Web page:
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FAQ's

SCI stands for Spinal Cord Injury, which is any damage to the spinal cord causing a lack of function in the body. Typically, such loss of function includes a loss of movement or sensation 

The spine or spinal column is made up of a series of interconnected bones called vertebrae, extending from the eight cervical vertabrae in the neck, down through the twelve thoracic vertabrae in the chest, to the five lumbar vertabrae in the lower back, and finally through the five sacral vertabrae extending into the pelvic region. 

The spinal cord is the bundle of nerves, approximately 18 inches in length, running through the center of the spine and connecting the brain to the nerves running throughout the body. The nerves in the spinal cord are comprised of upper motor neurons (UMNs), which connect to lower motor neurons (LMNs) and lower sensory neurons (LSNs) that project out from each vertabra and extend to the various regions of the body. 

In essence, the spinal column is the protective channel through which the body's most crucial communication system, the spinal cord, relays messages back and forth between the brain and every part of the body. When any part of the spinal column is injured, weakened, out of place, or exposed to infection, the spinal cord is at severe risk of damage. It is possible to incur spinal injuries without damaging the spinal cord or for the adverse effects on the nervous system to be temporary. SCIs are distinct from spinal injuries, but they are certainly very frequently connected.

The effects of SCI vary according to the person suffering from the injury, but they can include the loss of the use of the legs (paraplegia), the loss of use of the arms and legs (quadraplegia), a complete or partial loss of feeling in some or all body parts, the inability to regulate blood pressure, the loss of the ability to breathe, losing the capacity to sweat in certain areas, the loss or limitation of sexual function in men and women and/or fertility (especially in men). Someone suffering from SCI will also typically endure significant chronic pain as well.

The extent of the loss of function in SCI is determined by the severity and location of the damage to the spinal cord. Incomplete damage to the spinal cord at the point of injury wtaiill result in partial loss of mobility and sensation below the point of injury. In the case of an incomplete injury, the person with SCI may retain some feelin in parts of the body that can't be moved or slight mobility on one side more than the other. With a complete injury, someone with SCI loses all movement and sensation on both sides of the body below the point of injury.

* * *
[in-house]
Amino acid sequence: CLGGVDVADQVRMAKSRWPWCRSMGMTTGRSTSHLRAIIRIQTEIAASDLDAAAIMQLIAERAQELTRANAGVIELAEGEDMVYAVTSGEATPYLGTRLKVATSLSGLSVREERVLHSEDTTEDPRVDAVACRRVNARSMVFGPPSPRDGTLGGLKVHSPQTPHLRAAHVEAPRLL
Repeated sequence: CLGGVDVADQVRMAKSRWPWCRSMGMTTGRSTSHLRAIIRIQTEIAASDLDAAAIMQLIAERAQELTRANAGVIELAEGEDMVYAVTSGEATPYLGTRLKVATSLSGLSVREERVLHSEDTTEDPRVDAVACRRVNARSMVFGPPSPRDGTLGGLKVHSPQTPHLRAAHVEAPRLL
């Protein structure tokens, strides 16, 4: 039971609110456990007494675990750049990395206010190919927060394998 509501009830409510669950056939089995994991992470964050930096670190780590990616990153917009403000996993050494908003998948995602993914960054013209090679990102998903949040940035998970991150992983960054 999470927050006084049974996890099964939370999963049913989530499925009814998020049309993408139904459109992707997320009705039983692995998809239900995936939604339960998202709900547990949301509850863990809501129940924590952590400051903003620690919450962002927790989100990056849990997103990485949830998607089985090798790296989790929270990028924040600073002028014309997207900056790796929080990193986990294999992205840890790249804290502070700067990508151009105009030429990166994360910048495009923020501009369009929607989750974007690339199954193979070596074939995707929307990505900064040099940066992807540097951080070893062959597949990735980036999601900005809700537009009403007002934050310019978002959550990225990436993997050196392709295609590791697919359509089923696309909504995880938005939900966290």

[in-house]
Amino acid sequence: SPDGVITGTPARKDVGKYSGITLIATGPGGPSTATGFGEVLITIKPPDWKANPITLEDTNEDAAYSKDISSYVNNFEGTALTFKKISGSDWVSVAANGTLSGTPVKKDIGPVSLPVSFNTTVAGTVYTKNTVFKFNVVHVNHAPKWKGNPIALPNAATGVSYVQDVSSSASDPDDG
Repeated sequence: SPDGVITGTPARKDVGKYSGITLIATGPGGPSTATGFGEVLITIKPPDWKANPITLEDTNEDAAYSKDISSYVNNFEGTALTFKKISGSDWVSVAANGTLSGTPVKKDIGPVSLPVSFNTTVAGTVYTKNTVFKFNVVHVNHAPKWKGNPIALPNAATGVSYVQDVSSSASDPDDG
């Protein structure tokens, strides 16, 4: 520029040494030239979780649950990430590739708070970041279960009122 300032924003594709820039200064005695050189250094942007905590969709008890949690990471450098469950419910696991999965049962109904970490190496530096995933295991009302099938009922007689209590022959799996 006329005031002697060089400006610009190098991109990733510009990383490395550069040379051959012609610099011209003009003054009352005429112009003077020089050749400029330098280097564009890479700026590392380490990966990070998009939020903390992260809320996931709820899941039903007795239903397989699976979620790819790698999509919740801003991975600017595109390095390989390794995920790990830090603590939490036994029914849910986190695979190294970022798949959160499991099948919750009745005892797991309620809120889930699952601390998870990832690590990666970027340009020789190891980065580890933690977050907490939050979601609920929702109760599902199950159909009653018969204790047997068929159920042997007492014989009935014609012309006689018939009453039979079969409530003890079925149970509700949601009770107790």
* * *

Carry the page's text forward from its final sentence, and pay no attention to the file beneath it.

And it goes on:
The point of injury determines the extent of the loss of function, as only the body parts and system connected to the portion of the spinal cord above the point of injury will retain function. The closer to the brain the injury is, the more areas of the body will be affected as communication with the brain is cut off.

Spinal cord injuries in the neck result in the greatest loss, with injuries high in the neck hampering even the involuntary systems of breathing and blood pressure regulation as well as resulting in quadraplegia. The lower vertabrae in the neck feed into control of the shoulders and biceps, the forearms and wrists, and the hands, so the lower on the neck the injury is located, the more control of the arms is possible. Injuries to the thoracic portion of the spinal cord will limit the control and sensation of the trunk and abdomen and affect the ability to balance or sit up, while resulting in paraplegia. SCIs located lower in the spine affect the extent to which mobility and sensation remain in portions of the legs and hip flexors.

Any SCI is tragic, but the location of severity of an SCI will determine the extent of the injuries, and every last area of sensation and control are vital to the person suffering from SCI.

 

In the United States alone, 450,000 people have SCI with about 10,000 new injuries happening every year.

The vast majority of SCIs (82%) occur in males between the ages of 16 and 30. 

Accidents cause the majority of spinal cord injuries with 28% occuring in the workplace, 24% in motor vehicle accidents, 16% in recreational accidents, and 9% coming as the result of a fall. Most SCIs result from some sort of physical trauma, while 3% are the result of birth defects.

In the first year alone, a person with a severe spinal cord injury can expect to spend an average between $225,000 and $775,000 in expenses related to SCI, depending on the point of injury, the severity of the injury, and other personal factors.  Here you can see a breakdown of just some of the expenses a person with spinal cord injury faces.

In the United States alone, there are approximately 10,000 spinal cord injuries a year. That's one person every 49 seconds who sees their lives permanently altered.

Spinal cord injury is one of the leading causes of paralysis (23%), but other causes include stroke (29%), multiple sclerosis (17%), and cerebral palsy (7%). Nearly 6 million people in the United States alone suffer from paralysis.

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